Friday, 17 March 2017

Edinburgh Dental Hospital and School

This coming Monday 20th March sees the dental industry celebrate World Oral Health Day. In this week’s blog, Alice looks back at the history of the Edinburgh Dental Hospital and School.

Visiting the dentist now may still be a scary prospect for some, but prior to the 1878 Dentists Act it was undoubtedly more terrifying. Dentistry had traditionally been carried out by ‘barber-surgeons’, and generally took the form of ‘drawing’ or removing teeth. As surgeons and physicians moved away from being seen as traders and became recognised as professionals (through the founding of the Royal Colleges, for example), so did dental surgeons. By the late 1870s the profession had begun to organise and regulate itself, and in 1878 the Dental Reform Committee was successful in campaigning for the titles of “dentist” and “dental surgeon” to be restricted to registered practitioners. Furthermore, registration was reserved for those who could show they had practiced dentistry for at least five years.

Given Edinburgh’s established role at the forefront of medical education, it was only a matter of time before a dental school was opened in which to train the dental surgeons of the future, and the Edinburgh Dental Dispensary was an obvious choice. The Dispensary had first opened in January 1860 at 1 Drummond Street, and by 1862 it was “agreed that the success of which had attended the experiment of opening such an institution seemed to warrant an extension to its arrangement and support” and a move was made to new premises in Cockburn Street.

LHB25/1/1 - Minute book of the Edinburgh Dental Dispensary, 14 Jan 1862

Branching further into education, the Dispensary joined forces with the Scottish Dental Education Committee and on 30th October 1878 a Dental Hospital and School was established at 30 Chambers Street (known then as Brown Square). Due to a high demand and increase in student numbers, the School moved briefly to Lauriston Lane in 1889. LilianLindsay (the first qualified female dentist in Britain and first female president of the British Dental Association) described the Lauriston Lane hospital in glowing terms as one of the best in the country: “I entered the school at the end of 1892, and had visited those in Leicester Square and Great Portland Street, London, which were greatly inferior”.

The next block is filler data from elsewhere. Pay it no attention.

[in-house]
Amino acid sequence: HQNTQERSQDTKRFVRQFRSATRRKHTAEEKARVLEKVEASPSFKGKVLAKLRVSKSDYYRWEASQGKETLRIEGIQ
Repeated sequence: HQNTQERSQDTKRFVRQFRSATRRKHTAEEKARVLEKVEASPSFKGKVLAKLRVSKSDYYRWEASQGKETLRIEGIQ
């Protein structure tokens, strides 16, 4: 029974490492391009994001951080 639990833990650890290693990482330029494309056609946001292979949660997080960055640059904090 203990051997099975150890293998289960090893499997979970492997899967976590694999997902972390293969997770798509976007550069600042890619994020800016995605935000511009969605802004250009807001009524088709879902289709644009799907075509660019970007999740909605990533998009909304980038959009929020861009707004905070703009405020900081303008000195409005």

A further influx of students again required the School to find larger premises, and on 13th December 1894 the Lord Provost opened a new School at 31 Chambers Street, next to the original site.
LHB25/5 - Prospecti showing the different locations of the School

The Edinburgh Dental Students’ Society dates back to the Lauriston Lane days of the School, and produced a number of different publications. My favourite of these, White Jacket, began in 1933, and provide a colourful insight into student life. As with most student publications, they’re tongue-in-cheek and often fall on the frivolous side, and were sold just to cover the costs of publishing. On occasion, ‘charity numbers’ were produced with slightly more lavish designs, and the proceeds donated to deserving causes:

LHB25/12/31


LHB25/12/36
  
As well as providing its resident artists a chance to shine, White Jacket also provided regular sporting commentary, albeit in its own mischievous way…
 
LHB25/12/26 - This recurring joke appears in at least 4 issues that I've found....
…and the adverts for dental equipment, clothing and other items (such as sporting attire) really stand out as being both beautifully composed and rather of their time:
 
LHB25/12/36
 
Today’s advice for World Oral Health Day couldn’t be more different – tobacco is definitely a no-no! Check out the FDI World Dental Federation’s website for more advice and guidance on how to Live Mouth Smart: http://worldoralhealthday.com/


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